In "Rip Van Winkle," what is the difference between Rip Van Winkle and his wife?
In this amusing and somewhat perplexing short story it is clear that Rip Van Winkle is not blessed with a happy marriage. He and his wife are described as being very different, and these differences being responsible for the way that his wife constantly nags him and gets at him for not pulling his weight on the farm. Consider how the text introduces Rip Van Winkle:
I have observed that he was a simple, good-natured man; he was, moreover, a kind neighbour, and an obedient, henpecked husband.
We are told that he was popular among the women and children of the village and above all that he was always willing to help others but never to work on his own farm:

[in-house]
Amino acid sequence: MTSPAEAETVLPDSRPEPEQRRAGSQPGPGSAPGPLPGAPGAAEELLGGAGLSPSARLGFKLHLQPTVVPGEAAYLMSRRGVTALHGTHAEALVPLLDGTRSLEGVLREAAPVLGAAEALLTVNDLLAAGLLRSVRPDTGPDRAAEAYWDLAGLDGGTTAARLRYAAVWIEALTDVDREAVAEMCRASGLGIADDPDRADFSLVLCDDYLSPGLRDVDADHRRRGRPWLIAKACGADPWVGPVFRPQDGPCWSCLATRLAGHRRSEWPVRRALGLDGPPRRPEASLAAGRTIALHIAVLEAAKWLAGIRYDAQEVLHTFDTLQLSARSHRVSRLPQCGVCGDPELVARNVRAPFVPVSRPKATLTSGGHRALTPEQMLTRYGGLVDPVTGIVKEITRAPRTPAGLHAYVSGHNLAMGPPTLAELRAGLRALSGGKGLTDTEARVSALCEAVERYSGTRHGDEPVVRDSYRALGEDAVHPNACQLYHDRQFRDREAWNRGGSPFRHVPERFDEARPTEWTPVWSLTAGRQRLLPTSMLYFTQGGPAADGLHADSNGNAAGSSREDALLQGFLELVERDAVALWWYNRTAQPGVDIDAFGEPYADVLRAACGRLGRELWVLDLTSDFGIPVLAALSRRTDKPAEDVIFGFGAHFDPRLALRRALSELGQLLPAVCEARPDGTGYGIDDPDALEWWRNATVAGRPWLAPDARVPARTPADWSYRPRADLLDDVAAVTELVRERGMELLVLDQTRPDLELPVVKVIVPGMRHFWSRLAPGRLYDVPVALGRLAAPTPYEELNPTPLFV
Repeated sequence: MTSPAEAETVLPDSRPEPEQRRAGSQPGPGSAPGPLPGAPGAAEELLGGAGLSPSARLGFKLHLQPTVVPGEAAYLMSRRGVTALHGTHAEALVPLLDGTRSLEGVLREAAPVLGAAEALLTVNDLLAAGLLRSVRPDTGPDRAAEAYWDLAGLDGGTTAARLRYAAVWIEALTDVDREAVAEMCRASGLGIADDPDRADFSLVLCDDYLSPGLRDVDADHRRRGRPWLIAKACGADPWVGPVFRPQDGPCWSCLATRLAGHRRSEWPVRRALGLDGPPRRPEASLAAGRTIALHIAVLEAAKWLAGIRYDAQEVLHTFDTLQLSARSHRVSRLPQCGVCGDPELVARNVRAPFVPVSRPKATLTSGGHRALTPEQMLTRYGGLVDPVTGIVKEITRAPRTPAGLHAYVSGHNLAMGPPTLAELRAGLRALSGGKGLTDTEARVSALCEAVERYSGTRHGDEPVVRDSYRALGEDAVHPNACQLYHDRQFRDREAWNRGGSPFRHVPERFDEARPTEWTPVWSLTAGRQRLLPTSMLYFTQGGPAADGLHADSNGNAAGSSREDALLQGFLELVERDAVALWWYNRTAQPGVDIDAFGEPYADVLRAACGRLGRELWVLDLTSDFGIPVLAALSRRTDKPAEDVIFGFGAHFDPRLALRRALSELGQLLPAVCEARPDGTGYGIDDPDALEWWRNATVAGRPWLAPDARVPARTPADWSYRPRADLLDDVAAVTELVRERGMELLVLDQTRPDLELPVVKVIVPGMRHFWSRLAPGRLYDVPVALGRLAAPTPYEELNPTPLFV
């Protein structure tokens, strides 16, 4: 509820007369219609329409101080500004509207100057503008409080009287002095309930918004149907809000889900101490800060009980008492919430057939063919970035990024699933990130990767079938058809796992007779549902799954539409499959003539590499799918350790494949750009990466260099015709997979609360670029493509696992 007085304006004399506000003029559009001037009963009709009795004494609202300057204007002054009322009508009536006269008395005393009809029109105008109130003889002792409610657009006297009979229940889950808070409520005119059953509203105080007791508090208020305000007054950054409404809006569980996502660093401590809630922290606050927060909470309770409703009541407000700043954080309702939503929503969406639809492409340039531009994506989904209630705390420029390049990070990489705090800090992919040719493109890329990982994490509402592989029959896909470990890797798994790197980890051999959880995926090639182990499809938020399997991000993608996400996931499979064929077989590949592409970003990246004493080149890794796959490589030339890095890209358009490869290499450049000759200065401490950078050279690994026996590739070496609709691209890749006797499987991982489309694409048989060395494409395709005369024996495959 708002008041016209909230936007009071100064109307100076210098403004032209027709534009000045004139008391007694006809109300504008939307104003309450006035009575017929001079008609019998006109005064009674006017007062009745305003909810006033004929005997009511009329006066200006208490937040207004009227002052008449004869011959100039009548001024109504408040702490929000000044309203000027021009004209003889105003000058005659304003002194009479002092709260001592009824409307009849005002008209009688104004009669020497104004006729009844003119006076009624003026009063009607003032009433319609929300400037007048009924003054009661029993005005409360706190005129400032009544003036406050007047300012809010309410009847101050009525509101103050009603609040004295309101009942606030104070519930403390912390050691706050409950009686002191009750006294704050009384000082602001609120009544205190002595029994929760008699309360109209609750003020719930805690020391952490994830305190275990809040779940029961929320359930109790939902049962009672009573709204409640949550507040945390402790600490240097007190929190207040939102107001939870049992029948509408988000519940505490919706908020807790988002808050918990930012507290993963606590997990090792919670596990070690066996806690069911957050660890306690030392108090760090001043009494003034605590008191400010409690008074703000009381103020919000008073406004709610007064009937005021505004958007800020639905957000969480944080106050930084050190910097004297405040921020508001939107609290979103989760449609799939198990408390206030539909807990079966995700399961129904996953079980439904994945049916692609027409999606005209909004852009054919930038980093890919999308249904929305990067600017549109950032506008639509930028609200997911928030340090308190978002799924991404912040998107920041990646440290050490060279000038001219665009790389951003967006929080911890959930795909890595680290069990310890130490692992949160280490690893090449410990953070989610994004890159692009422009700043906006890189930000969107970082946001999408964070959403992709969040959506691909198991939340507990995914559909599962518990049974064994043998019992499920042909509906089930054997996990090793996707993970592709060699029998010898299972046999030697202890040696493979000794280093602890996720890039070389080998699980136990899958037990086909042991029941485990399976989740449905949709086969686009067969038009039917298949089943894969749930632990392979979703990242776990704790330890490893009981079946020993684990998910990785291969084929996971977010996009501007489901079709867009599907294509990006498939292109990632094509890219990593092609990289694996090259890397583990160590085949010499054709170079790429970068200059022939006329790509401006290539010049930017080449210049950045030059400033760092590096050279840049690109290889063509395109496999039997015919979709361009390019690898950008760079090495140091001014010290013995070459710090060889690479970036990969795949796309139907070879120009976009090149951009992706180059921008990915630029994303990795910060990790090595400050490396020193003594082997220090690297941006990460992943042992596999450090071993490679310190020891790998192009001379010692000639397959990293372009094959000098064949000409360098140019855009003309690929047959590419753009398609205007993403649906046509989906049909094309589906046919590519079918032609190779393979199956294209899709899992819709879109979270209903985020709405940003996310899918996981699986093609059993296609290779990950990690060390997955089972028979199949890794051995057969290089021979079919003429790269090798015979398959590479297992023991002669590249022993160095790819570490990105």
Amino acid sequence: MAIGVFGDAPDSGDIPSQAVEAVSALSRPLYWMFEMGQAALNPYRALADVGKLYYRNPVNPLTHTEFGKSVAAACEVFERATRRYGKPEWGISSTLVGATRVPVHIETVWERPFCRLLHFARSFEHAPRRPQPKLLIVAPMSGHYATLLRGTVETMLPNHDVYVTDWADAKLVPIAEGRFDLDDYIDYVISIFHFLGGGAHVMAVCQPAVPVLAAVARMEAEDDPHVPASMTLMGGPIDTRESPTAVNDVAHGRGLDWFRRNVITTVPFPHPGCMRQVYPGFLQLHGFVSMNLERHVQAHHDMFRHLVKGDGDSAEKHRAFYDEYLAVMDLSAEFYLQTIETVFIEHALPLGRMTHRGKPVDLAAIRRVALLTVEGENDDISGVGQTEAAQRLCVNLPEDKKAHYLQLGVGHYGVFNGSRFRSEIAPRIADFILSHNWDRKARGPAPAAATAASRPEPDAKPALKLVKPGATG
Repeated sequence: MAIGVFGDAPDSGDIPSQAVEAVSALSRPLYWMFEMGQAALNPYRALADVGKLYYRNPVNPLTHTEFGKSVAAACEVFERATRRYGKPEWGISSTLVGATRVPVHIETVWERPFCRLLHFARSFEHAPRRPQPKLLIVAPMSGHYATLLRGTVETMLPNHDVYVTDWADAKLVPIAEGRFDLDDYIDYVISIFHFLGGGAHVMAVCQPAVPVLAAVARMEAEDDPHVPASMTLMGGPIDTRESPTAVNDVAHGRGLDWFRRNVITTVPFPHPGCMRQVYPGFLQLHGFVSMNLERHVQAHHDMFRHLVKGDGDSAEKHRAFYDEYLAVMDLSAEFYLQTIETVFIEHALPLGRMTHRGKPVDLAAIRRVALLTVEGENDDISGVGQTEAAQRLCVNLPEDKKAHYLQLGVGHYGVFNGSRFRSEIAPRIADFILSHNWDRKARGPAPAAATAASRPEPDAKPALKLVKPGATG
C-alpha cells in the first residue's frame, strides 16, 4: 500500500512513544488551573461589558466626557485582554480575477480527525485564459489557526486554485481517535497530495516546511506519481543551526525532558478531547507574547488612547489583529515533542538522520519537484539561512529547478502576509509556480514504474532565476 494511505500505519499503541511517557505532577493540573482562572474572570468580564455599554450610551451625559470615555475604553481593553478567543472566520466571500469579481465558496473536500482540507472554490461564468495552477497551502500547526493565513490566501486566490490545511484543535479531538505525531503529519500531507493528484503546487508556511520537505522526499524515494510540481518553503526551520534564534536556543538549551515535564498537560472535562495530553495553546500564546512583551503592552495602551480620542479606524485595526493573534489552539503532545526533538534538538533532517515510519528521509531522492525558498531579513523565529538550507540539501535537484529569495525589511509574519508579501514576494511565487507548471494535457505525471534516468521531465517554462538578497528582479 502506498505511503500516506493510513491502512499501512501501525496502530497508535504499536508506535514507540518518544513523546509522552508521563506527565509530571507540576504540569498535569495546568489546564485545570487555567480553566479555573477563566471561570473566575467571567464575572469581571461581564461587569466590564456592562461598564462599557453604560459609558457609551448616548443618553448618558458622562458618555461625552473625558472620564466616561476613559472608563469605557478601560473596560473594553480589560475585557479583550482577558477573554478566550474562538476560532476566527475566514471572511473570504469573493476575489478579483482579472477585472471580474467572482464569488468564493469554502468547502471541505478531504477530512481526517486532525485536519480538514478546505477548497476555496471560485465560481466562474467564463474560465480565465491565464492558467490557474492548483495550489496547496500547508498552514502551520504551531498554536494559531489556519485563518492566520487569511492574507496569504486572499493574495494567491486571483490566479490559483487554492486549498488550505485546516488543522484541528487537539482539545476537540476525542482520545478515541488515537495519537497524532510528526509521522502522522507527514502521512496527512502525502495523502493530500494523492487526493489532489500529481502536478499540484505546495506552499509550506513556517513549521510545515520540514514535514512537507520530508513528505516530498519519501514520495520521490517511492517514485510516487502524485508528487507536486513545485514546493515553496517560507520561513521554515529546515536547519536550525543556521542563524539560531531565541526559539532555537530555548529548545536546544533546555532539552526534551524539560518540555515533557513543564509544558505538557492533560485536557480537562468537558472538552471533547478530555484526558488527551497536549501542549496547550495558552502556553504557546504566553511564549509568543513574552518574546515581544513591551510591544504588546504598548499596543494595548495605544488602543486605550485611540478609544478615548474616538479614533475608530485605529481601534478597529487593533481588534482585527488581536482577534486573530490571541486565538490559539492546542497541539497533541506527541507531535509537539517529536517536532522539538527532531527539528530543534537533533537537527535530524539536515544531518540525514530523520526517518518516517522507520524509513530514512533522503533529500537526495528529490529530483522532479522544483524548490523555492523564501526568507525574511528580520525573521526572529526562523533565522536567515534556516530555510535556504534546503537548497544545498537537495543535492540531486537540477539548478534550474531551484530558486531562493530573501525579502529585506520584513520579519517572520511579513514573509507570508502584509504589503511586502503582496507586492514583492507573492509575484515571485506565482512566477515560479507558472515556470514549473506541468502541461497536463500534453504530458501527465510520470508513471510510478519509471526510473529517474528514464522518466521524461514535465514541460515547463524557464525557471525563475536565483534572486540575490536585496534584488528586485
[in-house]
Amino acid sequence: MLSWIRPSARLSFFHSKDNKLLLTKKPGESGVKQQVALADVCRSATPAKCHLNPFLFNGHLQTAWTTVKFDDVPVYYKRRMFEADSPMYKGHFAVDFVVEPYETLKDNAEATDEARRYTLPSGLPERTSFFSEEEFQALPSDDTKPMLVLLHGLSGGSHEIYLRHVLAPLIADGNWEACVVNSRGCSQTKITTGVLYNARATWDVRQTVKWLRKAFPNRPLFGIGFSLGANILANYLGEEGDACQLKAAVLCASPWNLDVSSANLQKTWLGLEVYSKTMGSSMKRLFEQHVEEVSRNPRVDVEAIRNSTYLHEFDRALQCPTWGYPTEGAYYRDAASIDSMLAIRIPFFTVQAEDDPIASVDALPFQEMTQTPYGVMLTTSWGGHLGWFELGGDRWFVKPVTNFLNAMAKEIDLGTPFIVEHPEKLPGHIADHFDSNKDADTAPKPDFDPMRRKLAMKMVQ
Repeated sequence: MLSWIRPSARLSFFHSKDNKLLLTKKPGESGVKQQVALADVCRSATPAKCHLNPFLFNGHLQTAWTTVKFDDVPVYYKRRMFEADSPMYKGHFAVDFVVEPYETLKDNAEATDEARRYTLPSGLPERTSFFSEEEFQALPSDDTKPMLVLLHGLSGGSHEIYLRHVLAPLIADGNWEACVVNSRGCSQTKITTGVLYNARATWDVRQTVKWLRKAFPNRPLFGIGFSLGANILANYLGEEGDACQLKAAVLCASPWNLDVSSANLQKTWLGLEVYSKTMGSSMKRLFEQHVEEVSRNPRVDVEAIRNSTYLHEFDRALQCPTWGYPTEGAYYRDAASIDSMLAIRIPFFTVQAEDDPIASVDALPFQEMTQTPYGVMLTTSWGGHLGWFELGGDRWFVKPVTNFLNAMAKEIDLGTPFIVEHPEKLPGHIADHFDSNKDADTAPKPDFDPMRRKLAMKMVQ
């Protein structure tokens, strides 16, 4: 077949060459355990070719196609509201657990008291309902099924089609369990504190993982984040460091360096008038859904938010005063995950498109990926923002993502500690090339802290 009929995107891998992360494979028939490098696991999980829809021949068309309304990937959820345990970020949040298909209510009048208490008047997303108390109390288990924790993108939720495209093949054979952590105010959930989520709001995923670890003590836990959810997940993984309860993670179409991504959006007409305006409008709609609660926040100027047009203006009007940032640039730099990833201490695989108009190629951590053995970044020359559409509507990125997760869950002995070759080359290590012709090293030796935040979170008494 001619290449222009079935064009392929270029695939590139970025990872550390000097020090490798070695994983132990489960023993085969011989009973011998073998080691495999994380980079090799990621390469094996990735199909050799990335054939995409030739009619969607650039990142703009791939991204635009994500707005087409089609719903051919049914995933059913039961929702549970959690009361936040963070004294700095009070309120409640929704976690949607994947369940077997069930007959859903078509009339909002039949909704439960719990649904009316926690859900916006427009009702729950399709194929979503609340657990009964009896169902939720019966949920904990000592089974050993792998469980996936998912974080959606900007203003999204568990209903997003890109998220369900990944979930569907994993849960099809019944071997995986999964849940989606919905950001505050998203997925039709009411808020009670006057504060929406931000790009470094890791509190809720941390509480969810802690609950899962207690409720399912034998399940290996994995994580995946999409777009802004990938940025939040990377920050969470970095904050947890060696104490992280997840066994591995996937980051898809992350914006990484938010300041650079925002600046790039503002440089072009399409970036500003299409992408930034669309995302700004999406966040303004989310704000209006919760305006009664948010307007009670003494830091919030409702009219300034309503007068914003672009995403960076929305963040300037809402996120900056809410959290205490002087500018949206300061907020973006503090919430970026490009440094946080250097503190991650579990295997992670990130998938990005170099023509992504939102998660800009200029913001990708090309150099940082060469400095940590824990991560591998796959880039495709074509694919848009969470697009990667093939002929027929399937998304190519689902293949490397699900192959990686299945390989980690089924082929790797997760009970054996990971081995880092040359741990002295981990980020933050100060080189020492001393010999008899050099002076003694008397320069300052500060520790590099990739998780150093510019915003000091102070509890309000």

In a word, Rip was ready to attend to anybody's business but his own; but as to doing family duty and keeping his farm in order, he found it impossible.
Perhaps this gives us slightly more understanding of Dame Van Winkle's position. She has watched her own husband's farming land fall in to neglect and diminish bit by bit. Her own children "run ragged" whilst Rip Van Winkle spends so much time with other children. So, whilst the text variously describes her as a "shrew," a "termagant" and a "hen-pecker." Certainly, after his long sleep, Rip Van Winkle does rather grudgingly admit that she managed the affairs of their house very well, and so would have been incredibly frustrated at her husband's failure to manage their farming affairs.
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